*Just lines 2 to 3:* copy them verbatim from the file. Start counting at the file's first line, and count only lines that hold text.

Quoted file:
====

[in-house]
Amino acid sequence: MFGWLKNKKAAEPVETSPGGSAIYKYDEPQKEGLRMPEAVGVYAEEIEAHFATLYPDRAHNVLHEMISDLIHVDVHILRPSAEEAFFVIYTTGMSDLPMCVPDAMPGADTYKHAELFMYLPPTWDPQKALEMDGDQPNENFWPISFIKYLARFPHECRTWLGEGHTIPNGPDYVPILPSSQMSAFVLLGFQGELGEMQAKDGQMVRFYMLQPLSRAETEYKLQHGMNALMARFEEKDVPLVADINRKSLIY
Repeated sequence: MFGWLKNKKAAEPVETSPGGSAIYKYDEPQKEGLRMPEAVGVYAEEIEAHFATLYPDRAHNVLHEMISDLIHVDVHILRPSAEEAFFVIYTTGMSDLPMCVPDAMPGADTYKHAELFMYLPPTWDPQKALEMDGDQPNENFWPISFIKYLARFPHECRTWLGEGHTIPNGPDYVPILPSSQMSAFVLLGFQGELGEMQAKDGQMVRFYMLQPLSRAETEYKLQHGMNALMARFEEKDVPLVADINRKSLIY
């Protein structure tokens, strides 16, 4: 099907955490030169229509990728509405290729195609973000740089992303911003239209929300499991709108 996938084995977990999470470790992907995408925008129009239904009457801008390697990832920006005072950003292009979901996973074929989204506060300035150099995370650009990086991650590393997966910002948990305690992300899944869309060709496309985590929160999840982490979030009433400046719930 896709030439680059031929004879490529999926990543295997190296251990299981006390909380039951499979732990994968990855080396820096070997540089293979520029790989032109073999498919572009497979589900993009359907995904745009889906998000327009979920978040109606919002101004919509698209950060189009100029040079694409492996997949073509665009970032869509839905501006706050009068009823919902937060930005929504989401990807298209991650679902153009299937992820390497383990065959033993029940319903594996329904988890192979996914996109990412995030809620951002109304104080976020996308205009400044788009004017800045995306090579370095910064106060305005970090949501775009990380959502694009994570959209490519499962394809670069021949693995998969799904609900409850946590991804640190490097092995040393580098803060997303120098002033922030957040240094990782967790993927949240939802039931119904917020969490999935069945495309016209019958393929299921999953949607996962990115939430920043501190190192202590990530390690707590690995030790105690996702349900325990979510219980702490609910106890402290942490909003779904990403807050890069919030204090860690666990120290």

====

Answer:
Amino acid sequence: MFGWLKNKKAAEPVETSPGGSAIYKYDEPQKEGLRMPEAVGVYAEEIEAHFATLYPDRAHNVLHEMISDLIHVDVHILRPSAEEAFFVIYTTGMSDLPMCVPDAMPGADTYKHAELFMYLPPTWDPQKALEMDGDQPNENFWPISFIKYLARFPHECRTWLGEGHTIPNGPDYVPILPSSQMSAFVLLGFQGELGEMQAKDGQMVRFYMLQPLSRAETEYKLQHGMNALMARFEEKDVPLVADINRKSLIY
Repeated sequence: MFGWLKNKKAAEPVETSPGGSAIYKYDEPQKEGLRMPEAVGVYAEEIEAHFATLYPDRAHNVLHEMISDLIHVDVHILRPSAEEAFFVIYTTGMSDLPMCVPDAMPGADTYKHAELFMYLPPTWDPQKALEMDGDQPNENFWPISFIKYLARFPHECRTWLGEGHTIPNGPDYVPILPSSQMSAFVLLGFQGELGEMQAKDGQMVRFYMLQPLSRAETEYKLQHGMNALMARFEEKDVPLVADINRKSLIY